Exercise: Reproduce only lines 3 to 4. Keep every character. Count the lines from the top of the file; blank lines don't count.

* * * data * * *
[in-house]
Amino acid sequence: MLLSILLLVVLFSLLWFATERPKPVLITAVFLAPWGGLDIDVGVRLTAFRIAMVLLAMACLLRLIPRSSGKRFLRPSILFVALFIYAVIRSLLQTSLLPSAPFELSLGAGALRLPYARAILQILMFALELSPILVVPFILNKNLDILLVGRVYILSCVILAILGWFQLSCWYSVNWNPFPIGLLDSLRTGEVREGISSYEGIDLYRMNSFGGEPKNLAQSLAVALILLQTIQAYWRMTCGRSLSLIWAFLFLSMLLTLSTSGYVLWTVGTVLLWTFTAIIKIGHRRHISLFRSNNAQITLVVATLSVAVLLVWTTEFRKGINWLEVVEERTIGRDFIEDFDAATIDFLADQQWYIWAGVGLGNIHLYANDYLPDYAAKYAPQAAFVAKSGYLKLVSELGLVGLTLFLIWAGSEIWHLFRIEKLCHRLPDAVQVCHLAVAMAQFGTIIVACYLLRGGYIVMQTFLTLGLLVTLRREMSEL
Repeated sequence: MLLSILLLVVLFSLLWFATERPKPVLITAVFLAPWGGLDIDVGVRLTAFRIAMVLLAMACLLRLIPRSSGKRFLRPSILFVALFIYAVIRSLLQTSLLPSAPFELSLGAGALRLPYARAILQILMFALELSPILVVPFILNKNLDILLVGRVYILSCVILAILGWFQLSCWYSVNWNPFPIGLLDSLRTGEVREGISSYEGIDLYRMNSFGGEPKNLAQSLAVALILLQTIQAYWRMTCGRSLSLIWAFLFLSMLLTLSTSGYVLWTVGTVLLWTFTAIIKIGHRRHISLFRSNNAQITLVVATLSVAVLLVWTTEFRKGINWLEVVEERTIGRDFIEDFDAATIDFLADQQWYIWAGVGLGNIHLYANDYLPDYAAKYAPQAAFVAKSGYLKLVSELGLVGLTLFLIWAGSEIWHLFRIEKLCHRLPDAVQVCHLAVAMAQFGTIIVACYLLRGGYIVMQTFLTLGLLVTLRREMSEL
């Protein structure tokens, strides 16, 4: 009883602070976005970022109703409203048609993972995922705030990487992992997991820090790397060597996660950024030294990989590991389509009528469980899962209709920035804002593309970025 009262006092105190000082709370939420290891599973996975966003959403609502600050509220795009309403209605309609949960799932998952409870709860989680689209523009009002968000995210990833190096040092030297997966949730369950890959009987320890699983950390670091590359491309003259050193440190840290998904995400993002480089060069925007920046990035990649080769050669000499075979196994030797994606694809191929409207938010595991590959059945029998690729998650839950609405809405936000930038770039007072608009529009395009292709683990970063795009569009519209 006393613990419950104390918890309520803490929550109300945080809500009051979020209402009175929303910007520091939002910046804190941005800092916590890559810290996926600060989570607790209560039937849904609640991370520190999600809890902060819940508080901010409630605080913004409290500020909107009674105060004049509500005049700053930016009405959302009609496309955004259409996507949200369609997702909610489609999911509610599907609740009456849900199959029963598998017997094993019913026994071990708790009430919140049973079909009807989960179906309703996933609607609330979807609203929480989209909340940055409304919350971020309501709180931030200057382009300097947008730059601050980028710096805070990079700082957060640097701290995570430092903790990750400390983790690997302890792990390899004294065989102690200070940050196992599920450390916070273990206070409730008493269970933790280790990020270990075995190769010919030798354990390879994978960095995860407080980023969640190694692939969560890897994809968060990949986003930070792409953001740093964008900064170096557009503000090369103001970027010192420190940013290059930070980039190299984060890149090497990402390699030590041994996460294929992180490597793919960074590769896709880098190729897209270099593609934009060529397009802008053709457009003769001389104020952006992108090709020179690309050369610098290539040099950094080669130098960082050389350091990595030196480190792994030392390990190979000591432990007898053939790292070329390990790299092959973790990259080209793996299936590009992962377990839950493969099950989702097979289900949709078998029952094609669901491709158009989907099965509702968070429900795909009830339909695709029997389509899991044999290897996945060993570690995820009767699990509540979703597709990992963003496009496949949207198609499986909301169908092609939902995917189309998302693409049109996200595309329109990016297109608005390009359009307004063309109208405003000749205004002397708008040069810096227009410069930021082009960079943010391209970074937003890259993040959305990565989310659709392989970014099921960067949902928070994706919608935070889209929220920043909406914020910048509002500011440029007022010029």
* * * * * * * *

Repeated sequence: MLLSILLLVVLFSLLWFATERPKPVLITAVFLAPWGGLDIDVGVRLTAFRIAMVLLAMACLLRLIPRSSGKRFLRPSILFVALFIYAVIRSLLQTSLLPSAPFELSLGAGALRLPYARAILQILMFALELSPILVVPFILNKNLDILLVGRVYILSCVILAILGWFQLSCWYSVNWNPFPIGLLDSLRTGEVREGISSYEGIDLYRMNSFGGEPKNLAQSLAVALILLQTIQAYWRMTCGRSLSLIWAFLFLSMLLTLSTSGYVLWTVGTVLLWTFTAIIKIGHRRHISLFRSNNAQITLVVATLSVAVLLVWTTEFRKGINWLEVVEERTIGRDFIEDFDAATIDFLADQQWYIWAGVGLGNIHLYANDYLPDYAAKYAPQAAFVAKSGYLKLVSELGLVGLTLFLIWAGSEIWHLFRIEKLCHRLPDAVQVCHLAVAMAQFGTIIVACYLLRGGYIVMQTFLTLGLLVTLRREMSEL
């Protein structure tokens, strides 16, 4: 009883602070976005970022109703409203048609993972995922705030990487992992997991820090790397060597996660950024030294990989590991389509009528469980899962209709920035804002593309970025 009262006092105190000082709370939420290891599973996975966003959403609502600050509220795009309403209605309609949960799932998952409870709860989680689209523009009002968000995210990833190096040092030297997966949730369950890959009987320890699983950390670091590359491309003259050193440190840290998904995400993002480089060069925007920046990035990649080769050669000499075979196994030797994606694809191929409207938010595991590959059945029998690729998650839950609405809405936000930038770039007072608009529009395009292709683990970063795009569009519209 006393613990419950104390918890309520803490929550109300945080809500009051979020209402009175929303910007520091939002910046804190941005800092916590890559810290996926600060989570607790209560039937849904609640991370520190999600809890902060819940508080901010409630605080913004409290500020909107009674105060004049509500005049700053930016009405959302009609496309955004259409996507949200369609997702909610489609999911509610599907609740009456849900199959029963598998017997094993019913026994071990708790009430919140049973079909009807989960179906309703996933609607609330979807609203929480989209909340940055409304919350971020309501709180931030200057382009300097947008730059601050980028710096805070990079700082957060640097701290995570430092903790990750400390983790690997302890792990390899004294065989102690200070940050196992599920450390916070273990206070409730008493269970933790280790990020270990075995190769010919030798354990390879994978960095995860407080980023969640190694692939969560890897994809968060990949986003930070792409953001740093964008900064170096557009503000090369103001970027010192420190940013290059930070980039190299984060890149090497990402390699030590041994996460294929992180490597793919960074590769896709880098190729897209270099593609934009060529397009802008053709457009003769001389104020952006992108090709020179690309050369610098290539040099950094080669130098960082050389350091990595030196480190792994030392390990190979000591432990007898053939790292070329390990790299092959973790990259080209793996299936590009992962377990839950493969099950989702097979289900949709078998029952094609669901491709158009989907099965509702968070429900795909009830339909695709029997389509899991044999290897996945060993570690995820009767699990509540979703597709990992963003496009496949949207198609499986909301169908092609939902995917189309998302693409049109996200595309329109990016297109608005390009359009307004063309109208405003000749205004002397708008040069810096227009410069930021082009960079943010391209970074937003890259993040959305990565989310659709392989970014099921960067949902928070994706919608935070889209929220920043909406914020910048509002500011440029007022010029």